Health spokesperson David Willets says it isn’t a crisis – just a bit uncomfortable for patients who have had operations cancelled!
“A crisis is when you haven’t got in place mitigations and you haven’t got a plan to deal with it. We’ve gone into this winter in a way that we’ve never prepared before, so we went into the winter before Christmas having cancelled fewer elective operations than we had previously, discharges from hospital were at a lower level than they had been previously, so we were better prepared.
We’ve also set up a national, regional and local structure – if you like, a winter pressures protocol – which we are invoking now and we are monitoring a whole series of things, activity in the service and the pressures.
We are monitoring the weather alerts in anticipation of weather changes because we know that’s important, and we also monitor the seasonal illnesses like flu.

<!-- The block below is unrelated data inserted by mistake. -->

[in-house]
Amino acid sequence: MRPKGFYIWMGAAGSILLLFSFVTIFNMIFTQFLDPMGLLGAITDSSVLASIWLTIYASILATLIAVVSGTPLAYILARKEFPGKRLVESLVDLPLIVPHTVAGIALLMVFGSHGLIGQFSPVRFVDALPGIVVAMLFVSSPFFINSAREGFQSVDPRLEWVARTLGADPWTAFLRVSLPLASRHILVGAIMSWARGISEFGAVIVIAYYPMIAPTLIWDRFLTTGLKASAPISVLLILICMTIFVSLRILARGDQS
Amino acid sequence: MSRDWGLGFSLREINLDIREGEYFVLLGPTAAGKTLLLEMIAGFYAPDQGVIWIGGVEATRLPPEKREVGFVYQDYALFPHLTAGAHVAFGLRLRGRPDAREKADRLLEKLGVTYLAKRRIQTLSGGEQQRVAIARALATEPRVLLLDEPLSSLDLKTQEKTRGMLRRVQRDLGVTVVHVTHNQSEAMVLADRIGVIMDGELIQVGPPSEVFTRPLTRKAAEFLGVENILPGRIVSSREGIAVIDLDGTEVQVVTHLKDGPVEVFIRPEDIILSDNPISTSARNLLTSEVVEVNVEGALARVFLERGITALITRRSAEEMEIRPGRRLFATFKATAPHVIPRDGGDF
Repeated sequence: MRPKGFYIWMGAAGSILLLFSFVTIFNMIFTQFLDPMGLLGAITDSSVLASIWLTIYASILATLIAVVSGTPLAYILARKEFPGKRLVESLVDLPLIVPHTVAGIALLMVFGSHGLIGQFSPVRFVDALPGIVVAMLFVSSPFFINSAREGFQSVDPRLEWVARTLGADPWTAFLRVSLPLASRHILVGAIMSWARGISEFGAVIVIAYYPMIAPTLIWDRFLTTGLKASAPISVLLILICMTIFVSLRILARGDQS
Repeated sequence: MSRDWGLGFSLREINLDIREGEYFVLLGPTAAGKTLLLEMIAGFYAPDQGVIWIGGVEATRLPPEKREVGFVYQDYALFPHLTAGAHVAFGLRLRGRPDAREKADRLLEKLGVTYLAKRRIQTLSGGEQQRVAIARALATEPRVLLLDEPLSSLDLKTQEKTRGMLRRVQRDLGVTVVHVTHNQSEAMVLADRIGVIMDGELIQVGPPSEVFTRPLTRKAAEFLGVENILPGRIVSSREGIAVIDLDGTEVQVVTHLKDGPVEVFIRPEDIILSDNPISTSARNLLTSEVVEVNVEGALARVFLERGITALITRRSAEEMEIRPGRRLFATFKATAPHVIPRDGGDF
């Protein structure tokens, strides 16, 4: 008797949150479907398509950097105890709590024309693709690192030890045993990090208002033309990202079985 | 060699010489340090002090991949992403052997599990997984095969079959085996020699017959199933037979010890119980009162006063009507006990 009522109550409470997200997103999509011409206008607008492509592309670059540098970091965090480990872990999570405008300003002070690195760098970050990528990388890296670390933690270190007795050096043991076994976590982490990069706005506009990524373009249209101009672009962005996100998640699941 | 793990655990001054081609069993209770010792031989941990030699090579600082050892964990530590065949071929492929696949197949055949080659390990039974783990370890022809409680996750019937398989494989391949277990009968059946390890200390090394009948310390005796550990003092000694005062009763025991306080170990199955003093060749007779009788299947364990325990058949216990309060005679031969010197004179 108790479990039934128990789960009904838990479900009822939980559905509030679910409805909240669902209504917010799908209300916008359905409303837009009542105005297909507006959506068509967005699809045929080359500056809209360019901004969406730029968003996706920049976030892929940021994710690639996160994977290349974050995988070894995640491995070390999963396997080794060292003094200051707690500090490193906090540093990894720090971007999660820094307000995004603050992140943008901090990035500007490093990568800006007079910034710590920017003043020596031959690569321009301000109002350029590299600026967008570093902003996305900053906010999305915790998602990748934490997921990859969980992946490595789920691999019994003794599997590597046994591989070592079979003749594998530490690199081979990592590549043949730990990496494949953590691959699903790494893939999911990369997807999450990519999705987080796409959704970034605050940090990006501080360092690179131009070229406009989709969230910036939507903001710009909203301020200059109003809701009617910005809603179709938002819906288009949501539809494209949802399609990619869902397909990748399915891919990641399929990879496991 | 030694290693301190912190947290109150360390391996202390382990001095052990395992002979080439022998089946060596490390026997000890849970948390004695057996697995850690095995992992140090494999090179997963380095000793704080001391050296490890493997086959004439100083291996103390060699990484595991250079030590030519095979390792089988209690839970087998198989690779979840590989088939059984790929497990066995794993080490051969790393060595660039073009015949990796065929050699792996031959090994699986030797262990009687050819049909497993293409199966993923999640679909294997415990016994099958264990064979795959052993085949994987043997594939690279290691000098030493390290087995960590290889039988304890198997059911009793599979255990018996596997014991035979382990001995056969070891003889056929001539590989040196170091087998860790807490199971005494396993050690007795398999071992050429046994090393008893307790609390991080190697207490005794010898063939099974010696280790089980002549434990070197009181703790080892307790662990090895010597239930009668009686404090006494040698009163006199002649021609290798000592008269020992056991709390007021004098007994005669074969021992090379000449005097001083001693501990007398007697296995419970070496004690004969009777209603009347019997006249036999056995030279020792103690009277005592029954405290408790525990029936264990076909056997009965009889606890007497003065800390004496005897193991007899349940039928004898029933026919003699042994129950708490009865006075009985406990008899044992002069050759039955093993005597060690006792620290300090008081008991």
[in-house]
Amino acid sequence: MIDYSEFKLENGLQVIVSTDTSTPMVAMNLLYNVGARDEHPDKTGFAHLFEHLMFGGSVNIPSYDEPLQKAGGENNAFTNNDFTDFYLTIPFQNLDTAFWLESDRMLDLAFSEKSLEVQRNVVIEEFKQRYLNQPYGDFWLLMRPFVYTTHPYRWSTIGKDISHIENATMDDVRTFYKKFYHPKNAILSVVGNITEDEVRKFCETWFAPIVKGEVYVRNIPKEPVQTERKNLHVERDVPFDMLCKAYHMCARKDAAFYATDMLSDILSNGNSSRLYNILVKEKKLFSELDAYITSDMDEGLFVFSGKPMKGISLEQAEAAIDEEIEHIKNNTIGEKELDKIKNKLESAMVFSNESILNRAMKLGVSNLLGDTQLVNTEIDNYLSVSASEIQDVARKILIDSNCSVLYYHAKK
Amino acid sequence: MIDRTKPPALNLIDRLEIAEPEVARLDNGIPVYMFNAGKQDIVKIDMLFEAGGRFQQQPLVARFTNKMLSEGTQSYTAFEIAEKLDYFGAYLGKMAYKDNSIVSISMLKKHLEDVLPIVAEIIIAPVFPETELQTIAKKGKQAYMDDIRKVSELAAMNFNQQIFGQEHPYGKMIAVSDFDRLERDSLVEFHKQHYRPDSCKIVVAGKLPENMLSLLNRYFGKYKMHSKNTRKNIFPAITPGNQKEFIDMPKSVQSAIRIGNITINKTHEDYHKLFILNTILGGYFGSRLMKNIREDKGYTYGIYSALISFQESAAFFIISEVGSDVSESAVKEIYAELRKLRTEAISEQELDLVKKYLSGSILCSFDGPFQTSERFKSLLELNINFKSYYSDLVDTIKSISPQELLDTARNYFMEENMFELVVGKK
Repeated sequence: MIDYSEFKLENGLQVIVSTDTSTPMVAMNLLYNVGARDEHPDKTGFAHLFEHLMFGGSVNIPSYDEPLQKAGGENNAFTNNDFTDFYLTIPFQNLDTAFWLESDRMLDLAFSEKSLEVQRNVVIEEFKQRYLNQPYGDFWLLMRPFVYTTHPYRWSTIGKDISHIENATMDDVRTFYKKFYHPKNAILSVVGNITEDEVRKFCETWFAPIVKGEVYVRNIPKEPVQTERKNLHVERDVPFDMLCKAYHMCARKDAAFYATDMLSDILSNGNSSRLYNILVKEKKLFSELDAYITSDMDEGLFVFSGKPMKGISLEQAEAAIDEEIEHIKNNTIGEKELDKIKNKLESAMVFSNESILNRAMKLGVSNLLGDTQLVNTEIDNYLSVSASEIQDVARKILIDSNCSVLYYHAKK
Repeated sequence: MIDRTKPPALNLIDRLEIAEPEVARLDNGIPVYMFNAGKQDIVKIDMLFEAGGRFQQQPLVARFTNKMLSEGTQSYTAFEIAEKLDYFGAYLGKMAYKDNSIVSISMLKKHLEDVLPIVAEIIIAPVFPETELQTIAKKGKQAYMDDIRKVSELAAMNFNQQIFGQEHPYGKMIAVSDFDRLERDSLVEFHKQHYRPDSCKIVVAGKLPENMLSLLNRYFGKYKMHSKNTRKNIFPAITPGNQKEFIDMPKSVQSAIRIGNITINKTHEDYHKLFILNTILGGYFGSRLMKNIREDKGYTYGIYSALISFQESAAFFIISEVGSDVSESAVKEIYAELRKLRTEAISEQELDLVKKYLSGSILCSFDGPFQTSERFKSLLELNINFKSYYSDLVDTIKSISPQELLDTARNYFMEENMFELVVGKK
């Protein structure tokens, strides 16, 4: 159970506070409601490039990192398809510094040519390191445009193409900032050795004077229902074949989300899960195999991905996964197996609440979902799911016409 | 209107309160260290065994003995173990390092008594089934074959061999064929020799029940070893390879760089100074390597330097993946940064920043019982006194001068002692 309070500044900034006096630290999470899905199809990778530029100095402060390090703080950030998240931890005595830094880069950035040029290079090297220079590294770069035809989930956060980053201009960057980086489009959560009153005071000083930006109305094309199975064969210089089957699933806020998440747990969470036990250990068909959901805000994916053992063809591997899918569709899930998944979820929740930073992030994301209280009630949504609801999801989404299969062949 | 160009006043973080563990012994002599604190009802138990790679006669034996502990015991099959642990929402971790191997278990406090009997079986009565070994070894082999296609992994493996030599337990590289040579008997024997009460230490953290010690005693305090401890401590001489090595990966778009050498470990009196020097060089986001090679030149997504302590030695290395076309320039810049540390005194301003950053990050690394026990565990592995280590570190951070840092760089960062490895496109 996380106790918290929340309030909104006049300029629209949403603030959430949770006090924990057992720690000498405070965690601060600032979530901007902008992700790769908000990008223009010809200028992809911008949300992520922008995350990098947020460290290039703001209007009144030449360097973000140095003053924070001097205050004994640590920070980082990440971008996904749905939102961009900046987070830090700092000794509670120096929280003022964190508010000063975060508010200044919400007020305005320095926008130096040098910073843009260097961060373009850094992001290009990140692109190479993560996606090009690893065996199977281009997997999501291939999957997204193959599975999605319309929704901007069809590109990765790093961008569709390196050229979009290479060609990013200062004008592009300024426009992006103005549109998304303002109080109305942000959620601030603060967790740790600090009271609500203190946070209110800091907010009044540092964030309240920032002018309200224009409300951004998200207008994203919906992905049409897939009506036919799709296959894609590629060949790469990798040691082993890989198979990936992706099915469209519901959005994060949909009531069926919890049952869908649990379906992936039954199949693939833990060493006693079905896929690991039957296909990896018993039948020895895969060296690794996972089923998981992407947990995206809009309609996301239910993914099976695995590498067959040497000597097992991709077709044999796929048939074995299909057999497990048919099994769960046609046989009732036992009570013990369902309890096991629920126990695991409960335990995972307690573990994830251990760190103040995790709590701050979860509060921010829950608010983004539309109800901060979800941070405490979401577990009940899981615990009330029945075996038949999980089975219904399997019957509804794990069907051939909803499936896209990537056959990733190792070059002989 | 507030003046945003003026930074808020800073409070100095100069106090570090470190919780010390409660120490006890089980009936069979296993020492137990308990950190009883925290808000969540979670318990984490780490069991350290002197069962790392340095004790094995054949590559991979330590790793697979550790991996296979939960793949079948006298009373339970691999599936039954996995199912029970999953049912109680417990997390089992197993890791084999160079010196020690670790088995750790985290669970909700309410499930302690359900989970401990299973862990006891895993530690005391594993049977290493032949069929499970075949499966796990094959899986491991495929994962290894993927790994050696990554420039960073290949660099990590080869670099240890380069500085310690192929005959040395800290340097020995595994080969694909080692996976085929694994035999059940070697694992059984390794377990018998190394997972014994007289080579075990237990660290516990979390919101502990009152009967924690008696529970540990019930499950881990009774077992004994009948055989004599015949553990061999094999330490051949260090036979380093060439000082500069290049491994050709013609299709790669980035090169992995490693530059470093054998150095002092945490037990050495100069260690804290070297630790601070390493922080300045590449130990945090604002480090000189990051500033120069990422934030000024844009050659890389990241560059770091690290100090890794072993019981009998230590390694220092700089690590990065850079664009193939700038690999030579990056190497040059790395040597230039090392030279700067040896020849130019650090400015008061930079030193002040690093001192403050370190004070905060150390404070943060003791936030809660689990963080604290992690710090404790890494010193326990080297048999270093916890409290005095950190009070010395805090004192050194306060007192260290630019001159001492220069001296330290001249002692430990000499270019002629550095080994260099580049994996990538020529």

Asked if what was happening would feel like a crisis to patients, he replied:
I fully accept that for the individual that will be really very uncomfortable, but what we know is if we don’t have a plan in place and we don’t do this in a structured way, what will happen, as we’ve had in previous winters, is lots of last-minute cancellations which is really distracting for patients, it’s inconvenient, it upsets the plans they’ve put together with their family, particularly for elderly patients where their care needs are often quite significant.
He said it was possible that further delays to non-urgent operations could be announced. Asked if there could be further postponements, he said:
That’s certainly a possibility … Intention always is not to cancel patients or postpone patients more than once – that’s one of the principles we try to follow – but clearly it is unpredictable, we don’t know what the weather we do, we don’t know the pressures in the system, we’re taking precautionary action here. …”